Easy Homemade Sauerkraut
If you haven’t tried sauerkraut before, keep in mind that it may be a bit of an acquired taste. It retains a slight crunch, and a salty, slightly vinegary flavour. Sounds yum right?! Joking aside, when paired with the right flavours sauerkraut can be a delicious addition to your breakfast, lunch or dinner. I love it with poached eggs and avocado on toast, and with good quality herb sausages in a bun. Mmmm!
- 200 g raw red cabbage
- 800 g raw green cabbage
- 1 tbsp sea salt
- Finely slice, shred or grate the cabbage.
- In a large glass bowl, combine cabbage and salt.
- For a good 15 minutes, give your arms a workout by massaging the cabbage. Eventually you will notice water coming out of the cabbage, and this is exactly what you want! When combined with the salt, this creates the brine in which the cabbage will ferment.
- Use a wooden spoon to scoop the cabbage into one large, or two smaller, clean glass jars (do not use plastic or metal!). Add a few spoons, then use the end of the wooden spoon to really press down the cabbage into the jar, stamping out any air pockets.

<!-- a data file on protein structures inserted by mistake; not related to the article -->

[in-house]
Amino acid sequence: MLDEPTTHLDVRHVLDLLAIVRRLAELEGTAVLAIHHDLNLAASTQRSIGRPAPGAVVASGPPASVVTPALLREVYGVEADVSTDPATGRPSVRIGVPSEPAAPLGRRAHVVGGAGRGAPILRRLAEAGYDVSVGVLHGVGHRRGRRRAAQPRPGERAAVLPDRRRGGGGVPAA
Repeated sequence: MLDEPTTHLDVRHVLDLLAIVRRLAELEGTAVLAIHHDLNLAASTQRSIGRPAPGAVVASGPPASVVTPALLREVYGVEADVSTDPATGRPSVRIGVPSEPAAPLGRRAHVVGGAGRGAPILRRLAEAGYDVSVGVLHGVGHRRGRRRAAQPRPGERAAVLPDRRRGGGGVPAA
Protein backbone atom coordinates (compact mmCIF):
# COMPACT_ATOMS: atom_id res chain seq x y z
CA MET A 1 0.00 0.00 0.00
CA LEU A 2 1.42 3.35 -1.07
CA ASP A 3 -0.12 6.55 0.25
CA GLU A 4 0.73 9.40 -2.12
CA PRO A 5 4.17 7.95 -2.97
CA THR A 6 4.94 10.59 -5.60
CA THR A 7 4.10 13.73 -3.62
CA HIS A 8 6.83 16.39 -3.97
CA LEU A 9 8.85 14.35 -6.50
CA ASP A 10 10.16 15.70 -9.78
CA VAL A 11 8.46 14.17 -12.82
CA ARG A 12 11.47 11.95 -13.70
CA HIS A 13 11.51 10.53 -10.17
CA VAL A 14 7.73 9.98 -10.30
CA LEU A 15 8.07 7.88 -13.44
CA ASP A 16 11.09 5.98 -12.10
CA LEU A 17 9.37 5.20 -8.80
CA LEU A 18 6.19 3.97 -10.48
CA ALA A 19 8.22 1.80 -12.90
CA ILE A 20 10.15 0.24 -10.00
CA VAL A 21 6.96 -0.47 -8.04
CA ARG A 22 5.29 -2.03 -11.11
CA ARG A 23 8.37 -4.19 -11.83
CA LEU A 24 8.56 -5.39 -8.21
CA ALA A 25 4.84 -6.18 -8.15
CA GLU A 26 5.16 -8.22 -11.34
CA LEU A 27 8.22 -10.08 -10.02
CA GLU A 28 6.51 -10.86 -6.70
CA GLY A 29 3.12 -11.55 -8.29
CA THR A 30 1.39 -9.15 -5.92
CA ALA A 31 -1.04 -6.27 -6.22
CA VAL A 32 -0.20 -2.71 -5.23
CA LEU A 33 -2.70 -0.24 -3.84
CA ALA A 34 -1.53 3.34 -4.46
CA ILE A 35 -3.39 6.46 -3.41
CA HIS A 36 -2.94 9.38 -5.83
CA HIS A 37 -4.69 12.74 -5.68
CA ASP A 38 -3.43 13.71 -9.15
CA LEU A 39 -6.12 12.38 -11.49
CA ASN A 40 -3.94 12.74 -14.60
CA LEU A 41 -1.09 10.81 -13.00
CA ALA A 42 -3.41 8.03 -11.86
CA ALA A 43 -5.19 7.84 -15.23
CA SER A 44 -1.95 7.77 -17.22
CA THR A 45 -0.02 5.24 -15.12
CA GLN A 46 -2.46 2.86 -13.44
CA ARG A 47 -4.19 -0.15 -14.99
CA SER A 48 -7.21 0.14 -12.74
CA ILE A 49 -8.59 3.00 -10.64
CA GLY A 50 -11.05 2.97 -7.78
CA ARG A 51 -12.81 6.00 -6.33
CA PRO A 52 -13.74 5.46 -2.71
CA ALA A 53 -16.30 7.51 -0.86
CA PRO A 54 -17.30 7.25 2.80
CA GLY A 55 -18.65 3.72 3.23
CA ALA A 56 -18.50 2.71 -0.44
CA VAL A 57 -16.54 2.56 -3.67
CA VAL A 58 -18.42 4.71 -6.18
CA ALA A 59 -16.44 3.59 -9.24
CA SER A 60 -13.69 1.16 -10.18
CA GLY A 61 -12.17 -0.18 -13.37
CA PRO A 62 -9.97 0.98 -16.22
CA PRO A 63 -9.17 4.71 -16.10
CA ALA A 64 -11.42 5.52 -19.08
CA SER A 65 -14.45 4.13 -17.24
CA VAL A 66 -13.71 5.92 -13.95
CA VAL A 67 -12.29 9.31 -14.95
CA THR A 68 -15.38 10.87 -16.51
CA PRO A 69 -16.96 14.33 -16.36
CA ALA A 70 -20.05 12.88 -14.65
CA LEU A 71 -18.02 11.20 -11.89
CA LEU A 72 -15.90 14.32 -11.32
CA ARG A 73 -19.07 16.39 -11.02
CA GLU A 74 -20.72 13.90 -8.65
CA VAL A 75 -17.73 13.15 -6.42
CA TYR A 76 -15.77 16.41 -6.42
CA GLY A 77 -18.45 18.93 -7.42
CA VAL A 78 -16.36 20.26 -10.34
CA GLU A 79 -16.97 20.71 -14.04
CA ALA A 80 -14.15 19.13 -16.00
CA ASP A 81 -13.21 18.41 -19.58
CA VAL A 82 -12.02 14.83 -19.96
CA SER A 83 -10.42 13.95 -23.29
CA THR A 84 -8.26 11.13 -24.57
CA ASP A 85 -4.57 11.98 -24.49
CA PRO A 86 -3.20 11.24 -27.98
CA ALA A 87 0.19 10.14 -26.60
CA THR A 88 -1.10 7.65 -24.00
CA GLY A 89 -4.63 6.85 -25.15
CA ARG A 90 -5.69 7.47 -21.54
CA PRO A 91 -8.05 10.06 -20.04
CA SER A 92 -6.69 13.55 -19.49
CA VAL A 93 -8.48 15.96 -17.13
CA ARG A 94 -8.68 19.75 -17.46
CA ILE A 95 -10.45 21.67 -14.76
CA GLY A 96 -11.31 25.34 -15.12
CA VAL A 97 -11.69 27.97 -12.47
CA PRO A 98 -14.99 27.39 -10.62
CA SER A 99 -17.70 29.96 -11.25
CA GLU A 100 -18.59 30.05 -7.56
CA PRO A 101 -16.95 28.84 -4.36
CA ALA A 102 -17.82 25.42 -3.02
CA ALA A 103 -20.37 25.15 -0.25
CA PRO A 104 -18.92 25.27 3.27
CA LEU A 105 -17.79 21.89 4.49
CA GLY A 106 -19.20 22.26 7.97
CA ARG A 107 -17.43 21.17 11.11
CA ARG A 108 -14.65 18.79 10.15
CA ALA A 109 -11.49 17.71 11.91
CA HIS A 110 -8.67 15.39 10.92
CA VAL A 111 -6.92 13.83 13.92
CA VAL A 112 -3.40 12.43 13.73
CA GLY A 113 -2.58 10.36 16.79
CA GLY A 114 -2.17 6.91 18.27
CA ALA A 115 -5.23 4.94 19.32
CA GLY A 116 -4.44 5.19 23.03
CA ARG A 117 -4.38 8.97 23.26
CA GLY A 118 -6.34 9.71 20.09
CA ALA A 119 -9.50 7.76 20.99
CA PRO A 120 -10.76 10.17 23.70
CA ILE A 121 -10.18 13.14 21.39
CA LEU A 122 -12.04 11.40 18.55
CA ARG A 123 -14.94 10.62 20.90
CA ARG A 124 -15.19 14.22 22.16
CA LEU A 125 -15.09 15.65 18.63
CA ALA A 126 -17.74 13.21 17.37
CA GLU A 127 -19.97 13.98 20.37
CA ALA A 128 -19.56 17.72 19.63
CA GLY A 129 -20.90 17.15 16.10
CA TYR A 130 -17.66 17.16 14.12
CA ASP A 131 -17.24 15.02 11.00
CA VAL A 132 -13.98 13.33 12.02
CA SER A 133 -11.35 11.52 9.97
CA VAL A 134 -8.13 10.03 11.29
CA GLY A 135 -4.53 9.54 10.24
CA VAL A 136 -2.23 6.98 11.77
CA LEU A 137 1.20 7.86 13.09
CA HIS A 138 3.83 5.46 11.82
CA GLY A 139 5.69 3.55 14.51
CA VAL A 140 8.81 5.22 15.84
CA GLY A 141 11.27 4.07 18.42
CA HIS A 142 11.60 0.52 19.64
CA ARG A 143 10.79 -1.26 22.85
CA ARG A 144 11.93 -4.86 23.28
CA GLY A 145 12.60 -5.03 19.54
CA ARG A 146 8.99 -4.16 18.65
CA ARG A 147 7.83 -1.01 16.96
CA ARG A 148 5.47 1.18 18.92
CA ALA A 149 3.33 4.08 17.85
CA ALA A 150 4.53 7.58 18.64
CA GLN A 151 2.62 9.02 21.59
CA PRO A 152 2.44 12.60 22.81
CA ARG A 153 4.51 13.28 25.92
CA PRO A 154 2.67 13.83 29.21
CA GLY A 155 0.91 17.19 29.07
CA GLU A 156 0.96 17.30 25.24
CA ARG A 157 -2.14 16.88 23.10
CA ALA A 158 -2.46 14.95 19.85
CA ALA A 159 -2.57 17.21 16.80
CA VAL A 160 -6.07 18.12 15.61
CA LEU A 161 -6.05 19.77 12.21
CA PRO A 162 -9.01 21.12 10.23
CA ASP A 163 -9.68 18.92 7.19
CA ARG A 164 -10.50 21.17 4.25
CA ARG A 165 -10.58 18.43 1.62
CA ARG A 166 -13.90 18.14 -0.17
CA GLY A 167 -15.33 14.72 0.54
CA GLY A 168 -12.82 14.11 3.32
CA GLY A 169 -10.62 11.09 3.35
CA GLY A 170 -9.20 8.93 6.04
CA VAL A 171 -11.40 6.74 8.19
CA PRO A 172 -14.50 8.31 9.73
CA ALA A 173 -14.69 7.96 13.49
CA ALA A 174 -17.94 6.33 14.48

- Once all the cabbage is tightly pressed into your jar/s, pour in the brine.
- Take care to ensure that the brine covers all of the cabbage. You really don’t want any bits of cabbage to float to the top and become exposed to the air, as these will grow mouldy.
- If you didn’t massage the cabbage for long enough, you may find you don’t have enough brine to cover the cabbage. Don’t despair, you can make extra brine by combining 2 cups of water with 2 teaspoons of sea salt, and using this to top up your jars. Try not to overfill your jars, leave about half an inch from the top so that pressure doesn’t build up during the fermentation process, causing an explosion!
- To ensure the cabbage won’t float to the top and grow mouldy, use a small glass weight to put inside the jar, weighing down the cabbage and keeping it submerged. I use the glass lid of another smaller jar and it works a treat.
- Seal jar/s with an airtight lid, and store in a cool, dark place such as the bottom of your pantry, for 7 – 10 days depending on your taste preference.
- Move sauerkraut to the fridge and enjoy a couple of spoonfuls each day! It will last for a couple of months when made and stored correctly.